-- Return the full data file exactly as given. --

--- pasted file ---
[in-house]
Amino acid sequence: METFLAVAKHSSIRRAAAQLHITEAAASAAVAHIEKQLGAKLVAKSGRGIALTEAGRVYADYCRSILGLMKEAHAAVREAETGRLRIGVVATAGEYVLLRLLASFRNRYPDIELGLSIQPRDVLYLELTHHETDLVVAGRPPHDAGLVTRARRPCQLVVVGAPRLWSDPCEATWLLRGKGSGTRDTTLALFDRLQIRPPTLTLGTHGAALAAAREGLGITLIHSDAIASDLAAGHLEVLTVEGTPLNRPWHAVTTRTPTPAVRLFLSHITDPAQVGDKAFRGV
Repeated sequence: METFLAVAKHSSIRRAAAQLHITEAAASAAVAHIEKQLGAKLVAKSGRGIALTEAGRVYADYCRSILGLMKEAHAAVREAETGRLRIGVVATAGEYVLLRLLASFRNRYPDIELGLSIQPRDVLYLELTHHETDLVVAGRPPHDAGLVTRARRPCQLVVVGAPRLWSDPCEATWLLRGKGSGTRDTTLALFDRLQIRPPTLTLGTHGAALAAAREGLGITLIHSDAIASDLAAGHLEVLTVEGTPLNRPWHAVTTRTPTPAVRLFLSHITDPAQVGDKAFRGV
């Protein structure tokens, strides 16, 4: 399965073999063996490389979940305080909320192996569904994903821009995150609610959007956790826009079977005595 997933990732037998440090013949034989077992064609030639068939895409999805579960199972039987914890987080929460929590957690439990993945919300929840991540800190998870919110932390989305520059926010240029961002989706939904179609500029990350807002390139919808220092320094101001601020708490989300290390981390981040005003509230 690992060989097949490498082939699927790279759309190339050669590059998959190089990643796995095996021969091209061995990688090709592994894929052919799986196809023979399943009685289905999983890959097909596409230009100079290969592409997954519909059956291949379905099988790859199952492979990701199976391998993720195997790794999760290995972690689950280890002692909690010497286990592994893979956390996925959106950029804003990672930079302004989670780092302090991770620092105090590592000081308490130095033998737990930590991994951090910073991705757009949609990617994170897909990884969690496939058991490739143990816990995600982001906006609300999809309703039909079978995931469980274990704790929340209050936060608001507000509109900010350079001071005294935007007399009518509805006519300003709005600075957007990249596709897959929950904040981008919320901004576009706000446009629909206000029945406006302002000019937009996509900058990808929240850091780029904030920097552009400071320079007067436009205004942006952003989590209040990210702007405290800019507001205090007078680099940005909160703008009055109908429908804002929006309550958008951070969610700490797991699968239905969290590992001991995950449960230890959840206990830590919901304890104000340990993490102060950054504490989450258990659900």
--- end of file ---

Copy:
[in-house]
Amino acid sequence: METFLAVAKHSSIRRAAAQLHITEAAASAAVAHIEKQLGAKLVAKSGRGIALTEAGRVYADYCRSILGLMKEAHAAVREAETGRLRIGVVATAGEYVLLRLLASFRNRYPDIELGLSIQPRDVLYLELTHHETDLVVAGRPPHDAGLVTRARRPCQLVVVGAPRLWSDPCEATWLLRGKGSGTRDTTLALFDRLQIRPPTLTLGTHGAALAAAREGLGITLIHSDAIASDLAAGHLEVLTVEGTPLNRPWHAVTTRTPTPAVRLFLSHITDPAQVGDKAFRGV
Repeated sequence: METFLAVAKHSSIRRAAAQLHITEAAASAAVAHIEKQLGAKLVAKSGRGIALTEAGRVYADYCRSILGLMKEAHAAVREAETGRLRIGVVATAGEYVLLRLLASFRNRYPDIELGLSIQPRDVLYLELTHHETDLVVAGRPPHDAGLVTRARRPCQLVVVGAPRLWSDPCEATWLLRGKGSGTRDTTLALFDRLQIRPPTLTLGTHGAALAAAREGLGITLIHSDAIASDLAAGHLEVLTVEGTPLNRPWHAVTTRTPTPAVRLFLSHITDPAQVGDKAFRGV
């Protein structure tokens, strides 16, 4: 399965073999063996490389979940305080909320192996569904994903821009995150609610959007956790826009079977005595 997933990732037998440090013949034989077992064609030639068939895409999805579960199972039987914890987080929460929590957690439990993945919300929840991540800190998870919110932390989305520059926010240029961002989706939904179609500029990350807002390139919808220092320094101001601020708490989300290390981390981040005003509230 690992060989097949490498082939699927790279759309190339050669590059998959190089990643796995095996021969091209061995990688090709592994894929052919799986196809023979399943009685289905999983890959097909596409230009100079290969592409997954519909059956291949379905099988790859199952492979990701199976391998993720195997790794999760290995972690689950280890002692909690010497286990592994893979956390996925959106950029804003990672930079302004989670780092302090991770620092105090590592000081308490130095033998737990930590991994951090910073991705757009949609990617994170897909990884969690496939058991490739143990816990995600982001906006609300999809309703039909079978995931469980274990704790929340209050936060608001507000509109900010350079001071005294935007007399009518509805006519300003709005600075957007990249596709897959929950904040981008919320901004576009706000446009629909206000029945406006302002000019937009996509900058990808929240850091780029904030920097552009400071320079007067436009205004942006952003989590209040990210702007405290800019507001205090007078680099940005909160703008009055109908429908804002929006309550958008951070969610700490797991699968239905969290590992001991995950449960230890959840206990830590919901304890104000340990993490102060950054504490989450258990659900």